CWOB: Order is Important

Those who would offer communion to everyone understand the general meaning of a sacrament as described above.  This view is appealing because there is logical consistency in the sacraments.  Namely, that we do not do anything to earn God’s favor but rather receive it passively.  So, just like justification by grace, God offers the gift of God’s grace in the sacrament of Communion. This understanding of the sacraments, although appealing, fails to recognize that each sacrament embodies a different part of the gospel message. Emphasizing or offering communion before baptism has the potential to harm our baptismal spirituality because of our belief that it is the wellspring of life with God.[1] Our spirituality comes from Christ renewing us in baptism.

As we have seen baptism is that rite which makes us members of the Christ’s body. We are now different because of what God has done to us in the waters of baptism.  Yet, we still need to continually have our sins forgiven and our faith strengthened. This is why communion is the sacrament that one receives after they have entered the body of Christ through baptism.  Baptism begins our discipleship because it is that wellspring from which our faith comes and Communion is that which continually forgives our sins and strengthens our faith.  Paul Bradshaw saw the potential loss in Communion without Baptism when he said:

“You cannot argue that baptism is the foundation from which all Christian discipleship springs and at the same time welcome the un-baptized to the Lord’s Table and place no requirement upon them to proceed to commit themselves to the Lord in baptism. The two simply contradict each other. Our difficulties over this matter often arise from the fact that so many people see baptism as a ritual act…and as detached or at least detachable, from the process of becoming a Christian rather than integral to it.”[2]

Our baptismal spirituality is so integral to our spirituality it is evidenced by the beginning portion of our liturgy in the Confession and Forgiveness and Thanksgiving for Baptism.  It is also evident in the architecture of many churches.  Baptismal fonts are sometimes placed at the entryway of the church because it is through this sacrament that we are admitted to receive communion pointing to the primacy of baptism for the beginning of the Christian life of faith, i.e. discipleship.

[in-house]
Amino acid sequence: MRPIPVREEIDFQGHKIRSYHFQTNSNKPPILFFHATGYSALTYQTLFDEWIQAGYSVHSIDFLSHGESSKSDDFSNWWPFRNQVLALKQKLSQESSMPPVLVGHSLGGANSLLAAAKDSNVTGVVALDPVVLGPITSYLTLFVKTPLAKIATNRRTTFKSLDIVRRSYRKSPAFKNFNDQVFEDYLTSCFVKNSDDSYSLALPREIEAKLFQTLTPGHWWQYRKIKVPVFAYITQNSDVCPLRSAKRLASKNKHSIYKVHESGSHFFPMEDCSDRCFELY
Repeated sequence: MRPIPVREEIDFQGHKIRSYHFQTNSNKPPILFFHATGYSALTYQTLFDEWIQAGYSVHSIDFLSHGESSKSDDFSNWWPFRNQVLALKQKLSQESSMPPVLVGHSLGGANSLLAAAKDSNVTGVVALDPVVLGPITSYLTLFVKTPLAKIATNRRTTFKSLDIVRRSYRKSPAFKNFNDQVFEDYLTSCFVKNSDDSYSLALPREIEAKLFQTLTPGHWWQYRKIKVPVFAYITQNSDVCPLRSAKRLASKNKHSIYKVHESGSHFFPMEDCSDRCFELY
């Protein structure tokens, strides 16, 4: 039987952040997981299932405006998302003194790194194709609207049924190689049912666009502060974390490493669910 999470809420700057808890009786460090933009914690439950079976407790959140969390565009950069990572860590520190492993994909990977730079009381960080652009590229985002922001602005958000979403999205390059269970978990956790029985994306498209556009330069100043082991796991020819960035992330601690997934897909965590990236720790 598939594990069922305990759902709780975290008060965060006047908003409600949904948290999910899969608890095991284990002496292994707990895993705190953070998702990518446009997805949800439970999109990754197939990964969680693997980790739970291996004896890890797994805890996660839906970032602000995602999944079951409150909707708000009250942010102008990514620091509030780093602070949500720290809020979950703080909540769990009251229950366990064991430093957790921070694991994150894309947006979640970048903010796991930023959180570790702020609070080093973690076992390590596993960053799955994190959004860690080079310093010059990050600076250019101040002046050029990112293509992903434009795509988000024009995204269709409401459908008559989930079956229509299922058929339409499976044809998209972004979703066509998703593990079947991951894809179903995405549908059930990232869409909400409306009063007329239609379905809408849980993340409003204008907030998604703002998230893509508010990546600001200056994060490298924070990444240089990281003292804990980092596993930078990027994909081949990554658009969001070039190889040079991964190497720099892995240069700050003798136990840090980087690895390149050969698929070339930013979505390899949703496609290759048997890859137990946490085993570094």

[1] Dennis L Bushkofsky and Craig A Satterlee, The Christian Life (Minneapolis: Augsburg Fortress, 2008), 3.

[2] An excerpt from Paul F. Bradshaw, “The Liturgical Movement: Gains and Losses,” lecture delivered at Church Divinity School of the Pacific, Berkeley, CA, November 6, 2008: 9-10.


Filed under Communion Without Baptism, Ministry Reflections

3 responses to “CWOB: Order is Important

  1. Jeremiah Holst

    Hey Josh, thanks for addressing this stuff! It’s definitely something worthy of discussion, given the wide range of practices around the sacraments present within the Lutheran family.

    I find myself agreeing with the points you’re making – Communion only for the baptized does protect the primacy of baptism, and it is indeed true that it’s pretty difficult to argue the foundational nature of baptism if communion is opened to all, regardless of baptismal status. I have to admit, though, that I have a hard time agreeing in an absolute fashion with Bradshaw that “baptism is the foundation from which all Christian discipleship springs.”

    Now, before my fellow Lutherans jump all over me on this one, let me say that I do see baptism as inherently foundational. In baptism, God makes promises, and these are promises we can rely on throughout our lives and beyond, as Luther constantly refrained. I’m just not entirely comfortable with stating, unequivocally, that ALL Christian discipleship springs uniquely from baptism.

    God is pretty mischievous. While God does always keep his promises, he’s also got a track record of working outside of where we humans expect God to be. It seems to me entirely possible, and probable, that while God gives us the gift of baptism and all that goes with it, God isn’t about to let himself be constrained by it. “Good order” is certainly important for us, in our limitations – but the shepherd, the old woman, and the father that Jesus describes in Luke 15 aren’t exactly constrained by good order. God is generous, and will be generous with grace wherever he so desires (parable of the workers from Matthew 20).

    Now, all that said, I’m not sure I’m intending to make a case for a completely and fully open table. Good order is indeed important, and there’s no reason I can think of why someone who feels called to the communion table wouldn’t also be called to the baptismal font. I’m just not sure I’m comfortable with the… absoluteness, if that makes sense. I have a hard time seeing something wrong with inviting the baptized to the meal, and if one who is unbaptized comes forward, trusting that God’s grace is at work.

    I dunno, what do you think? Hope all is well with you!

  2. Jeremiah Holst

    Excellent, I’ll look forward to tomorrow then! Again, really well done stuff here.

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